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Gender Based Violence

Gender Based Violence and response 

Women play a critical role in sustainable development. When they are educated and healthy, their families, communities and countries benefit. Yet Gender based violence undermines opportunities for women and denies them the ability to fully utilize their basic human rights. In Zimbabwe about 1 in 3 women aged 15 to 49 have experienced physical violence, and about 1 in 4 women have experienced sexual violence, since the age of 15, according to the 2015 Zimbabwe Demographic and Health Survey.

In an effort to reduce GBV, UNFPA works with the Ministry of Women Affairs, Gender and Community Development, sister UN agencies and civil society towards increasing availability and utilization of GBV services by survivors as well as reducing tolerance for GBV in communities.

The main thrust of the programme is increasing awareness of gender responsive laws and services; the provision of health care, psychosocial support and legal aid to survivors of GBV; mobilizing men and young people to support gender equality; GBV prevention through community mobilization; and supporting GBV referral and coordination mechanisms at district and community level.

UNFPA Zimbabwe CO is the lead organization for Gender Based Violence in emergencies response, and provides high level technical assistance to the Government of Zimbabwe during slow and rapid onset humanitarian crises, including climate change triggered disasters (drought, floods and cyclones), disease outbreaks and economic hardship related crises.

The vulnerability of women and girls to GBV is heightened in the Zimbabwean multi-hazard humanitarian crisis, where violence and discrimination related to the emergency has also exacerbated pre-existing, persistent, gender and social inequalities, as well as traditional harmful socio-cultural practices. Women and girls are disproportionately affected by the protection consequences of climate change and economic hardship. In drought-affected areas, women and girls are forced to walk long distances to collect water, facing an increased risk of sexual violence.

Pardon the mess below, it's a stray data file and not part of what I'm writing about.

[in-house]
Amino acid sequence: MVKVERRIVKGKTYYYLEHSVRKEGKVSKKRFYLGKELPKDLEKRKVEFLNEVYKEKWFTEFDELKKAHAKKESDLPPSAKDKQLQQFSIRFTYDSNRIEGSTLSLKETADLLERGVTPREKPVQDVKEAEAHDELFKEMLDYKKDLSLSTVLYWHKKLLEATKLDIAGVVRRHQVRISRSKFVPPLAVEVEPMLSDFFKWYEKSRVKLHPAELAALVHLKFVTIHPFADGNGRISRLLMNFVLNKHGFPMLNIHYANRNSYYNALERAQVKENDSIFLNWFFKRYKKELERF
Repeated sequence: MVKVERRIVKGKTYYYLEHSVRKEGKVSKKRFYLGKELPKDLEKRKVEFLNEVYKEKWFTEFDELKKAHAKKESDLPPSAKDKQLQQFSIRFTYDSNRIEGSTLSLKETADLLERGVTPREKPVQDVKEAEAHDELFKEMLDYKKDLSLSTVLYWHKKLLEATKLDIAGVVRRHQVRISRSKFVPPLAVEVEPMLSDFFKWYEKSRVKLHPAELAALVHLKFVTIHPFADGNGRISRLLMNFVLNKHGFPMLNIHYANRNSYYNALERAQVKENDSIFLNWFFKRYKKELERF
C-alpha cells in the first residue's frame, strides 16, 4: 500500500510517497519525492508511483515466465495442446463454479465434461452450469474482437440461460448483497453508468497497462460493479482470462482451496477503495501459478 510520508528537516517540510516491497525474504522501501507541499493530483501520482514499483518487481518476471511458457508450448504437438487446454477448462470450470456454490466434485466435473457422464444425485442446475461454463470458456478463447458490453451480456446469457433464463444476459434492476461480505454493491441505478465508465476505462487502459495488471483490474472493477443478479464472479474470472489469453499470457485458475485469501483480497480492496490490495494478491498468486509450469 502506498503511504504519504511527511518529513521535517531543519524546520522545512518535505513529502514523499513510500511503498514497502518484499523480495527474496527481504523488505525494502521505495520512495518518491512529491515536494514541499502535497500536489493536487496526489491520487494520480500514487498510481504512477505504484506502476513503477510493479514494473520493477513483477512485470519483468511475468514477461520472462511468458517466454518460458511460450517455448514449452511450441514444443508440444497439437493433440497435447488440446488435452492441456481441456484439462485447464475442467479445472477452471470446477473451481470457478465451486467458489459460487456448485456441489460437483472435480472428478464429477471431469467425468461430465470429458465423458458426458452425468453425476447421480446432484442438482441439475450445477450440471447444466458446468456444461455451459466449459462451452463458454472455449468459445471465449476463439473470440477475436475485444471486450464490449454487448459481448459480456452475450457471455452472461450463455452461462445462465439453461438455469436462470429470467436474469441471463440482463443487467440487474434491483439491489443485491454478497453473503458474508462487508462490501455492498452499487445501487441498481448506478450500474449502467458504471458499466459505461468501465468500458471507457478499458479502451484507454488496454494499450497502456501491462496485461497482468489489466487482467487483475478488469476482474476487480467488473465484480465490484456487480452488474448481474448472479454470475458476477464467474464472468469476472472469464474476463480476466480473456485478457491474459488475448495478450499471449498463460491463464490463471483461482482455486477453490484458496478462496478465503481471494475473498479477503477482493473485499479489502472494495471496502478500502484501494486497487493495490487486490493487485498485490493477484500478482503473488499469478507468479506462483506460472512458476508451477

Furthermore, the modification of daily routines forces them to spend long hours away from home, generating tensions within the household, and increasing intimate partner violence. Unbalanced power dynamics also exacerbate exposure to sexual exploitation and abuse, as women and girls increasingly resort to trading sex as a means of providing the most basic needs for their families.

The use of lobola (bride price) as an alternative income source is a documented practice in the current context, contributing to an increase in early marriage, while in areas where the Apostolic faith is predominant, communities marry girls at younger ages in the misguided belief that they will somehow appease "spirits" causing drought and economic hardship.

Women and girls with disabilities are among the most vulnerable and are three times more prone to GBV and harmful practices. The impact of the crisis on the health system also causes decreasing availability of clinical management of rape services, affecting timely access to lifesaving support, particularly for those in remote areas. Deprioritization of GBV services also occurs as a consequence of the socio-economic impact of climate change triggered crises and economic hardship.

Ensuring continuation of essential GBV services, as well as setting up community based mechanisms to mitigate the risk of GBV and SEA, and enhancing the capacity of interagency humanitarian actors on GBV preparedness and response in multi-hazard humanitarian contexts such as Zimbabwe, is a critical action within the UNFPA mandate.

UNFPA is the GBV sub-cluster lead, and provides technical support as the chair of the GBV sub-cluster, in collaboration with the MOWACSMED (co-chair), to over 50 GBV sub-cluster partners. This includes UN agencies, international and local NGOs, CSOs, Red Cross and IFRC and Donors on GBViE strategic planning, resource mobilization, capacity building, knowledge management and advocacy.

As the first UN agency in Zimbabwe, for mandate and funding, to provide GBV risk mitigation and response in humanitarian crises, UNFPA, through its implementing partners supports:

  • GBV risk mitigation initiatives, such as provision of psychosocial support to vulnerable women and girls through safe spaces, distribution of NFIs (dignity kits, menstrual health management)
  • Provision of GBV essential services, through static and mobile One Stop Centres in remote and hard to reach areas
  • Community-based GBV surveillance, including rapid assessments and data collection on GBV risk exacerbation, service mapping and accessibility constraints, strengthening and context adaptation of referral pathways, survivors’ referrals to lifesaving services, support to the establishment of community-based PSEA complaints mechanisms
  • Capacity building of GBV actors on GBViE preparedness and response, GBV risk mitigation and response and PSEA integration across clusters response, in line with the IASC guidelines.